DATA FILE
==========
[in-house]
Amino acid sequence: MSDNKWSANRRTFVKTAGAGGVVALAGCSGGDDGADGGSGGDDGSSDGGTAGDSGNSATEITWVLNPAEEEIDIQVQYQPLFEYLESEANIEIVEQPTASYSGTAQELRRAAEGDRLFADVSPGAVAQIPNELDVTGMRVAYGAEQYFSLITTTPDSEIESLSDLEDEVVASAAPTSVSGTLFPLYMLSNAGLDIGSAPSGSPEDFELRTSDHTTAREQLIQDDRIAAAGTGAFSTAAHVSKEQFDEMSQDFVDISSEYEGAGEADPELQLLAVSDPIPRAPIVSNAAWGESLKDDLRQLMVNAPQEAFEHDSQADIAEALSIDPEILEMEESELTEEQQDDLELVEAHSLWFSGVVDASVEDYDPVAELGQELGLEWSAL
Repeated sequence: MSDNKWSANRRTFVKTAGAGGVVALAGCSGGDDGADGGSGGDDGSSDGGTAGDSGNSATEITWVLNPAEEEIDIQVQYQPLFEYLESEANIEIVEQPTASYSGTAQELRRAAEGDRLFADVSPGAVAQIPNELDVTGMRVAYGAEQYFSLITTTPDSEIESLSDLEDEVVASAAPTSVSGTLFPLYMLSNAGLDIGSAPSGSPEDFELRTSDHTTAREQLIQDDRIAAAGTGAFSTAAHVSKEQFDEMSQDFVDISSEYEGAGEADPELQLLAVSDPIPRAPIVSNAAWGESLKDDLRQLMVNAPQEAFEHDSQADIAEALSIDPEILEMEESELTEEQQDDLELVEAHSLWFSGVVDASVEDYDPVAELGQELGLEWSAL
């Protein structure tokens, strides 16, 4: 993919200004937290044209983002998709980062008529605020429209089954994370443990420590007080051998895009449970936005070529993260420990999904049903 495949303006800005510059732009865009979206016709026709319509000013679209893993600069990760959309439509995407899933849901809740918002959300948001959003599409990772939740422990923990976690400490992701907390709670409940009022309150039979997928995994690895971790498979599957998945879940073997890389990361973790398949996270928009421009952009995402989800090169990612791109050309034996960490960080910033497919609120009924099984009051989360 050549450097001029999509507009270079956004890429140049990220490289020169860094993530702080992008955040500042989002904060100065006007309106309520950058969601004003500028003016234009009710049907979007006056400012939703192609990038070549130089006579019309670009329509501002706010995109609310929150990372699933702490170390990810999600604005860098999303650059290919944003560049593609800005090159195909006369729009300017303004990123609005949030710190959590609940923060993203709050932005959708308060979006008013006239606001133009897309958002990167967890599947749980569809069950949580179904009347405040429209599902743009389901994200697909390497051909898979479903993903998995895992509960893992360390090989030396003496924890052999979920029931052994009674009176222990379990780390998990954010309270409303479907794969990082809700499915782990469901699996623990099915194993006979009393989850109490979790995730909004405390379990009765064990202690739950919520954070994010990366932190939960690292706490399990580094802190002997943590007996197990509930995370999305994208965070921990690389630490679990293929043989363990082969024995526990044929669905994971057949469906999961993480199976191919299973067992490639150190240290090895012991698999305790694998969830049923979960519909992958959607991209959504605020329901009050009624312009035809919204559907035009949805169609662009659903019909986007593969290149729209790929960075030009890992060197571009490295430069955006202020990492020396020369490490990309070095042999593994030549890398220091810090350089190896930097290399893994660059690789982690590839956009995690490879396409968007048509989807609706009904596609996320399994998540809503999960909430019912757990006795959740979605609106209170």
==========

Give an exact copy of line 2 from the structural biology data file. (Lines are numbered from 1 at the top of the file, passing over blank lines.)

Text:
Amino acid sequence: MSDNKWSANRRTFVKTAGAGGVVALAGCSGGDDGADGGSGGDDGSSDGGTAGDSGNSATEITWVLNPAEEEIDIQVQYQPLFEYLESEANIEIVEQPTASYSGTAQELRRAAEGDRLFADVSPGAVAQIPNELDVTGMRVAYGAEQYFSLITTTPDSEIESLSDLEDEVVASAAPTSVSGTLFPLYMLSNAGLDIGSAPSGSPEDFELRTSDHTTAREQLIQDDRIAAAGTGAFSTAAHVSKEQFDEMSQDFVDISSEYEGAGEADPELQLLAVSDPIPRAPIVSNAAWGESLKDDLRQLMVNAPQEAFEHDSQADIAEALSIDPEILEMEESELTEEQQDDLELVEAHSLWFSGVVDASVEDYDPVAELGQELGLEWSAL